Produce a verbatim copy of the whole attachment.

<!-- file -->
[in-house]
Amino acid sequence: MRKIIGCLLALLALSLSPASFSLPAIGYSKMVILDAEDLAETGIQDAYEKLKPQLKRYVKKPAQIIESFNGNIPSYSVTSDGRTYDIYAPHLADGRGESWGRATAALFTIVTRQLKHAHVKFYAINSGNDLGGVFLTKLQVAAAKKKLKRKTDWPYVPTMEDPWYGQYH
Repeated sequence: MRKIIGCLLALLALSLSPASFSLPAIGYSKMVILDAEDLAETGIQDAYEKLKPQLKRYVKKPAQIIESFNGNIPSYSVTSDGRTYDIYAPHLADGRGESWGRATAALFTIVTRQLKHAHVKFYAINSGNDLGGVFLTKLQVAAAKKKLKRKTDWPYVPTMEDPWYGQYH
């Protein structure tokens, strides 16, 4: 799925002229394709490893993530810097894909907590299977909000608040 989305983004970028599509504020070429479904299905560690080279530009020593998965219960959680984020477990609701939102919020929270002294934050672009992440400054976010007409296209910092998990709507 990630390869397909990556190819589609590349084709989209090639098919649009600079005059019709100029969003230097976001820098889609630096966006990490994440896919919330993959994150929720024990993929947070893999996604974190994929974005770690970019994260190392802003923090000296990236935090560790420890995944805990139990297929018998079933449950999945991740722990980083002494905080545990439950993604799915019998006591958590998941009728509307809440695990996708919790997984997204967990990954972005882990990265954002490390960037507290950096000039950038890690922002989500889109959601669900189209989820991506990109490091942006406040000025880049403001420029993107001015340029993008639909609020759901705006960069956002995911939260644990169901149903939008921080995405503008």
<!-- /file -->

[in-house]
Amino acid sequence: MRKIIGCLLALLALSLSPASFSLPAIGYSKMVILDAEDLAETGIQDAYEKLKPQLKRYVKKPAQIIESFNGNIPSYSVTSDGRTYDIYAPHLADGRGESWGRATAALFTIVTRQLKHAHVKFYAINSGNDLGGVFLTKLQVAAAKKKLKRKTDWPYVPTMEDPWYGQYH
Repeated sequence: MRKIIGCLLALLALSLSPASFSLPAIGYSKMVILDAEDLAETGIQDAYEKLKPQLKRYVKKPAQIIESFNGNIPSYSVTSDGRTYDIYAPHLADGRGESWGRATAALFTIVTRQLKHAHVKFYAINSGNDLGGVFLTKLQVAAAKKKLKRKTDWPYVPTMEDPWYGQYH
């Protein structure tokens, strides 16, 4: 799925002229394709490893993530810097894909907590299977909000608040 989305983004970028599509504020070429479904299905560690080279530009020593998965219960959680984020477990609701939102919020929270002294934050672009992440400054976010007409296209910092998990709507 990630390869397909990556190819589609590349084709989209090639098919649009600079005059019709100029969003230097976001820098889609630096966006990490994440896919919330993959994150929720024990993929947070893999996604974190994929974005770690970019994260190392802003923090000296990236935090560790420890995944805990139990297929018998079933449950999945991740722990980083002494905080545990439950993604799915019998006591958590998941009728509307809440695990996708919790997984997204967990990954972005882990990265954002490390960037507290950096000039950038890690922002989500889109959601669900189209989820991506990109490091942006406040000025880049403001420029993107001015340029993008639909609020759901705006960069956002995911939260644990169901149903939008921080995405503008």